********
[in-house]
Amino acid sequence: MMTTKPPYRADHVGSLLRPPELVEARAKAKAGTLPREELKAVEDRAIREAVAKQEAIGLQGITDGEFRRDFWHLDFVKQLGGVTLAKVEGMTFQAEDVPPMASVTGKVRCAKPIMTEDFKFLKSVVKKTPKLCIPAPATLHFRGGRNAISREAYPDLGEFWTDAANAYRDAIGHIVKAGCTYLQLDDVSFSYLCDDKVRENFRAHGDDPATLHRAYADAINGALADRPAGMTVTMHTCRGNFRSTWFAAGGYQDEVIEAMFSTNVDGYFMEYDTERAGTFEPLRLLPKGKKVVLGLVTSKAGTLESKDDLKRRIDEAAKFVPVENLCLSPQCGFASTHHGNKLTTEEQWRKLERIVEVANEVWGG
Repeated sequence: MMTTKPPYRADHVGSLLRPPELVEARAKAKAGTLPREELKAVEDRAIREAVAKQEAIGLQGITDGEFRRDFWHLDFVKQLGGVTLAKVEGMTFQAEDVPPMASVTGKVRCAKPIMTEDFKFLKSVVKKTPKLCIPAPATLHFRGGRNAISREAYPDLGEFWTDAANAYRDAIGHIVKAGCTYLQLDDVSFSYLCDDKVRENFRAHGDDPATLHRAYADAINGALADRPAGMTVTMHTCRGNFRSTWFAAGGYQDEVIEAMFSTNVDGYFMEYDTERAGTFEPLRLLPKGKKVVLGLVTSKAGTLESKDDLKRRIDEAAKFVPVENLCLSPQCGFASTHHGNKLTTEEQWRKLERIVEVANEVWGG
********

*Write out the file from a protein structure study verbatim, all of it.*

[in-house]
Amino acid sequence: MMTTKPPYRADHVGSLLRPPELVEARAKAKAGTLPREELKAVEDRAIREAVAKQEAIGLQGITDGEFRRDFWHLDFVKQLGGVTLAKVEGMTFQAEDVPPMASVTGKVRCAKPIMTEDFKFLKSVVKKTPKLCIPAPATLHFRGGRNAISREAYPDLGEFWTDAANAYRDAIGHIVKAGCTYLQLDDVSFSYLCDDKVRENFRAHGDDPATLHRAYADAINGALADRPAGMTVTMHTCRGNFRSTWFAAGGYQDEVIEAMFSTNVDGYFMEYDTERAGTFEPLRLLPKGKKVVLGLVTSKAGTLESKDDLKRRIDEAAKFVPVENLCLSPQCGFASTHHGNKLTTEEQWRKLERIVEVANEVWGG
Repeated sequence: MMTTKPPYRADHVGSLLRPPELVEARAKAKAGTLPREELKAVEDRAIREAVAKQEAIGLQGITDGEFRRDFWHLDFVKQLGGVTLAKVEGMTFQAEDVPPMASVTGKVRCAKPIMTEDFKFLKSVVKKTPKLCIPAPATLHFRGGRNAISREAYPDLGEFWTDAANAYRDAIGHIVKAGCTYLQLDDVSFSYLCDDKVRENFRAHGDDPATLHRAYADAINGALADRPAGMTVTMHTCRGNFRSTWFAAGGYQDEVIEAMFSTNVDGYFMEYDTERAGTFEPLRLLPKGKKVVLGLVTSKAGTLESKDDLKRRIDEAAKFVPVENLCLSPQCGFASTHHGNKLTTEEQWRKLERIVEVANEVWGG